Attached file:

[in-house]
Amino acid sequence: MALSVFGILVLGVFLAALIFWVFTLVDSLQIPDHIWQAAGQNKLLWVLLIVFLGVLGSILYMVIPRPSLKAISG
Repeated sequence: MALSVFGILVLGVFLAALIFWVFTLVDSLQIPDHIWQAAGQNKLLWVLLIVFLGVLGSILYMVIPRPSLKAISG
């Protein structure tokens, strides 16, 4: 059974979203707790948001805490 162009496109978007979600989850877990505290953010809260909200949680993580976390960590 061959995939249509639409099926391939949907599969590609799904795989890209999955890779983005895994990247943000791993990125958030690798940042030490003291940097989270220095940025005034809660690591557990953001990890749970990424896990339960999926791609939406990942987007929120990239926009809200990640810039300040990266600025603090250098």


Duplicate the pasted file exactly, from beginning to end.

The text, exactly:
[in-house]
Amino acid sequence: MALSVFGILVLGVFLAALIFWVFTLVDSLQIPDHIWQAAGQNKLLWVLLIVFLGVLGSILYMVIPRPSLKAISG
Repeated sequence: MALSVFGILVLGVFLAALIFWVFTLVDSLQIPDHIWQAAGQNKLLWVLLIVFLGVLGSILYMVIPRPSLKAISG
């Protein structure tokens, strides 16, 4: 059974979203707790948001805490 162009496109978007979600989850877990505290953010809260909200949680993580976390960590 061959995939249509639409099926391939949907599969590609799904795989890209999955890779983005895994990247943000791993990125958030690798940042030490003291940097989270220095940025005034809660690591557990953001990890749970990424896990339960999926791609939406990942987007929120990239926009809200990640810039300040990266600025603090250098």